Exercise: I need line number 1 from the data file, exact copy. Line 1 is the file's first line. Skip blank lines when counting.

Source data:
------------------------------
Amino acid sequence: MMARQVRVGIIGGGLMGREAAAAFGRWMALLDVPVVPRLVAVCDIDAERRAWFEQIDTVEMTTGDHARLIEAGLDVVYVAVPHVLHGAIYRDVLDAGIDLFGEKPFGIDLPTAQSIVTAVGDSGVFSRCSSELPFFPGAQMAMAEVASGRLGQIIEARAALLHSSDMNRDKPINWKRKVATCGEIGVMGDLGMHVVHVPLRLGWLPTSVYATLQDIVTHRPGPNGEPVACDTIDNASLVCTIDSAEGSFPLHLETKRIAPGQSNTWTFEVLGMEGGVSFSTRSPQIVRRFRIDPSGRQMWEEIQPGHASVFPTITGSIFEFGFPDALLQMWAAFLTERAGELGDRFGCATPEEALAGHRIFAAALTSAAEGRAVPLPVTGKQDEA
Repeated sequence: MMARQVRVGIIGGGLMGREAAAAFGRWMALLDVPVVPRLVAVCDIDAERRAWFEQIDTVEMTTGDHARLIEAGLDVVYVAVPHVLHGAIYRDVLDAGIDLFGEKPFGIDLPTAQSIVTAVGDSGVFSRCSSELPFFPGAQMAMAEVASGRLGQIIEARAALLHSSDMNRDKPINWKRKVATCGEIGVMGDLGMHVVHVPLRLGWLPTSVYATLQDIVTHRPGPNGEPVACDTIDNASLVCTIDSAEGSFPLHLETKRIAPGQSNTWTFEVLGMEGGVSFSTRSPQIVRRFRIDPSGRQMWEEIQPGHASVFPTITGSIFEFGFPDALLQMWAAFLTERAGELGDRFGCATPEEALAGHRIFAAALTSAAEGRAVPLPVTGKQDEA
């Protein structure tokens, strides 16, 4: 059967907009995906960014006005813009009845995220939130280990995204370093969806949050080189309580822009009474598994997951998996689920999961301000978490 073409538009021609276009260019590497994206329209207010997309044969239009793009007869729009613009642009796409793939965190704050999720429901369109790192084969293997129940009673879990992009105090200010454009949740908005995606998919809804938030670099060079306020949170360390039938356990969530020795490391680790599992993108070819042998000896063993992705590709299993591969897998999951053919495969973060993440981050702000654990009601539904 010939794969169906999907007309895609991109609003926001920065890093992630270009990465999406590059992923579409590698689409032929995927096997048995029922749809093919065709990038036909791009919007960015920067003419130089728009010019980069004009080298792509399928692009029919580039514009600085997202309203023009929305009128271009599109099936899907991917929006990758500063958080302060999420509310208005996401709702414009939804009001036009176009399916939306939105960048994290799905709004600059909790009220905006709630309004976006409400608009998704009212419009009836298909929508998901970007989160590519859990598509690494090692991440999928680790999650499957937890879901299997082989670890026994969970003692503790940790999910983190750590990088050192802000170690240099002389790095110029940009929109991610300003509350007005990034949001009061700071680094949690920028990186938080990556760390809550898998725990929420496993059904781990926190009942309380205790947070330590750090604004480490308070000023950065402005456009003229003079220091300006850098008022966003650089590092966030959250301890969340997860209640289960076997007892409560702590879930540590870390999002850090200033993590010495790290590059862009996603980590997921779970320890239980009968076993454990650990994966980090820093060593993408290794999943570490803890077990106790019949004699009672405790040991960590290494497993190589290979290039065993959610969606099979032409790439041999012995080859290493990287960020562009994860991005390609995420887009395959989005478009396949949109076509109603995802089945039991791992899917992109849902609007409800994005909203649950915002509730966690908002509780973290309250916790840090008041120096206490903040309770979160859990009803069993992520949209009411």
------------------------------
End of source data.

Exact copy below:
Amino acid sequence: MMARQVRVGIIGGGLMGREAAAAFGRWMALLDVPVVPRLVAVCDIDAERRAWFEQIDTVEMTTGDHARLIEAGLDVVYVAVPHVLHGAIYRDVLDAGIDLFGEKPFGIDLPTAQSIVTAVGDSGVFSRCSSELPFFPGAQMAMAEVASGRLGQIIEARAALLHSSDMNRDKPINWKRKVATCGEIGVMGDLGMHVVHVPLRLGWLPTSVYATLQDIVTHRPGPNGEPVACDTIDNASLVCTIDSAEGSFPLHLETKRIAPGQSNTWTFEVLGMEGGVSFSTRSPQIVRRFRIDPSGRQMWEEIQPGHASVFPTITGSIFEFGFPDALLQMWAAFLTERAGELGDRFGCATPEEALAGHRIFAAALTSAAEGRAVPLPVTGKQDEA